Aug. 27 (Bloomberg) -- A French court’s decision to place International Monetary Fund Managing Director Christine Lagarde under formal investigation may have repercussions at the fund and requires explanations to member countries, Brazil’s representative on the IMF board said.
“We need to know what this means, in terms of, for instance, her capacity to carry out her duties as managing director, the reputational implications for the fund,” Paulo Nogueira Batista, one of 24 IMF executive directors, said in a telephone interview. “It’s not a trivial matter.”
The decision in Paris to put Lagarde under investigation for “negligence,” which she said she will appeal, is the latest development in a case looking into a 2008 decision she made as the French finance minister. In previous steps during the legal process, the IMF’s board publicly supported her.
Lagarde said in a statement earlier today that she will brief the board when she returns from the French capital.
Nogueira Batista said he’s been given no date for a briefing by Lagarde yet and that directors will need to decide whether to make a public statement after hearing more details.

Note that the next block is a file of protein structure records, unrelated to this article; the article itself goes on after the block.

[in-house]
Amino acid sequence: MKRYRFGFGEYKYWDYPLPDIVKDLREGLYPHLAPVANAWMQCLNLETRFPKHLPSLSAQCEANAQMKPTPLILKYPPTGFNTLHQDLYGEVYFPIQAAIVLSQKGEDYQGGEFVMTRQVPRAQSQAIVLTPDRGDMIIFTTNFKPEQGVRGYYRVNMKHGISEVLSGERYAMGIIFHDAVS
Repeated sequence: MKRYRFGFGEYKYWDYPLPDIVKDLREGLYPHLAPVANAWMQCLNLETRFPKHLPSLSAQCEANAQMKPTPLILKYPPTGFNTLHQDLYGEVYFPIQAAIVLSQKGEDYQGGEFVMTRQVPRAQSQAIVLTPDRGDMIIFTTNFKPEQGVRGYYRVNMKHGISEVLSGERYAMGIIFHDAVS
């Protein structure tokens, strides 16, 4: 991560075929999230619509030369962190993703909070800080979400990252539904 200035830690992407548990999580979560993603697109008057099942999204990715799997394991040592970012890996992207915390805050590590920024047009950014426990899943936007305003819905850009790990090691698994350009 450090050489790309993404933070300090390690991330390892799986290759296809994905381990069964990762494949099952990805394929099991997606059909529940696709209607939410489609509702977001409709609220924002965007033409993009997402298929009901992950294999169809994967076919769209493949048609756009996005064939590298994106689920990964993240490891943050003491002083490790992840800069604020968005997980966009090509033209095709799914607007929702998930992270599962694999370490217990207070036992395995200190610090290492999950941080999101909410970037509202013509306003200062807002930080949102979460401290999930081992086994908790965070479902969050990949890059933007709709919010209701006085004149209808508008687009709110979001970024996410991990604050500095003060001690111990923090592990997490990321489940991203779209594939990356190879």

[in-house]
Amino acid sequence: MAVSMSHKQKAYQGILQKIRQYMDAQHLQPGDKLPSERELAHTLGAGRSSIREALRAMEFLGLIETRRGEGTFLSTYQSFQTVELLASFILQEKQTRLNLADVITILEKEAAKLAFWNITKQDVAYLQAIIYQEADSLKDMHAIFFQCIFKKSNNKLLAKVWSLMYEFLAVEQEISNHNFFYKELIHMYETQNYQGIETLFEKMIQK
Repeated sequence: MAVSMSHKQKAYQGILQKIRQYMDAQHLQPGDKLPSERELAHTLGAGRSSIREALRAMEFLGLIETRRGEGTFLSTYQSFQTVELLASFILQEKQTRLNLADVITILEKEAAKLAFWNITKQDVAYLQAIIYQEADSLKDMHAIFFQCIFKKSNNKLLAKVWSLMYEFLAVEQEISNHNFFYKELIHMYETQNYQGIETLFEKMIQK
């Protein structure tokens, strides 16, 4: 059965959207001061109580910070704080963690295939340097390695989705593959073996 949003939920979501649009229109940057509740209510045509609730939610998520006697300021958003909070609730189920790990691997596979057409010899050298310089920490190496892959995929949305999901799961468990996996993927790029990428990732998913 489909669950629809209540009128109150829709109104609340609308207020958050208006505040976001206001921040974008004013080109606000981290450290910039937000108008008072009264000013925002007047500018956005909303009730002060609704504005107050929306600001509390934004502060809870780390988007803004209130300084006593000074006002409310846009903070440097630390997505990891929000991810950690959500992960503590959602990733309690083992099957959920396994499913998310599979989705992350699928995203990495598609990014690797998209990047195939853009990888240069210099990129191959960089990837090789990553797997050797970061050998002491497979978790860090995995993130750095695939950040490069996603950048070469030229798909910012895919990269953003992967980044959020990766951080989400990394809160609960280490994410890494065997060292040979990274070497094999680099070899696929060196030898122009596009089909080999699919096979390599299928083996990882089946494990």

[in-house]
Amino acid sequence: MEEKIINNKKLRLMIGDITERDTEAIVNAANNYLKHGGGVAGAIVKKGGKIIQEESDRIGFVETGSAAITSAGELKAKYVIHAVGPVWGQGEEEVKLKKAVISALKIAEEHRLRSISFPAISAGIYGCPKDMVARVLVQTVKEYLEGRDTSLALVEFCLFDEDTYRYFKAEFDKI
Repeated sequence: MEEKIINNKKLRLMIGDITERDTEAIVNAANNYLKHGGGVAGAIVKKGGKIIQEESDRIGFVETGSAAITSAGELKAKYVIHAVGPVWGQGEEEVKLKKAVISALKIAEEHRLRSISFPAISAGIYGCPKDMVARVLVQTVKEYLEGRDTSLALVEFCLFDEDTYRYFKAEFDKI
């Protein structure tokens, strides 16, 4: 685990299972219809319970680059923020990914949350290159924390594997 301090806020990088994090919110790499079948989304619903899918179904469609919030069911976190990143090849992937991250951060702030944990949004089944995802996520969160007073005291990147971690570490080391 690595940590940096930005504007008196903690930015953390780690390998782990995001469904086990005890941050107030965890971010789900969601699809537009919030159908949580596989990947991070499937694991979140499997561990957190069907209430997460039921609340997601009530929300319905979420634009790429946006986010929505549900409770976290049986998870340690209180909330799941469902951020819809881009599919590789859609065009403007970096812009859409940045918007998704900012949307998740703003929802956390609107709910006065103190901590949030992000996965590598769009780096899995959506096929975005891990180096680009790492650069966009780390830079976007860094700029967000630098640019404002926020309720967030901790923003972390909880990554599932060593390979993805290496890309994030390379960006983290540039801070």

Lagarde, 58, took over the Washington-based fund three years ago as the institution was reeling from the arrest of Dominique Strauss-Kahn on charges including the attempted rape of a hotel maid in New York. The charges were later dropped, and he settled the maid’s lawsuit in 2012.
“It doesn’t help the fund’s reputation after what happened in the recent past to have now another managing director under formal investigation,” said Nogueira Batista, who represents Brazil and 10 other countries at the board.
In 2008, Lagarde decided to allow an arbitration to end a dispute between Bernard Tapie, a businessman and supporter of then President Nicolas Sarkozy, and former state-owned bank Credit Lyonnais. The court has been looking into whether she erred in agreeing to the arbitration, which resulted in the business tycoon being awarded about $500 million.
Lagarde, who was put under investigation for “negligence” by the Cour de Justice de la Republique, has denied any wrongdoing, saying that allowing the arbitration was the best option for the state.
“After three years of procedure, the sole surviving allegation is that through inadvertence or inattention I may have failed to intervene to block the arbitration that brought to an end the longstanding Tapie litigation,” she said in a statement obtained through her lawyer.
IMF spokesman Gerry Rice earlier today said Lagarde is on her way back to Washington and will brief the board as soon as possible, offering no further comment.
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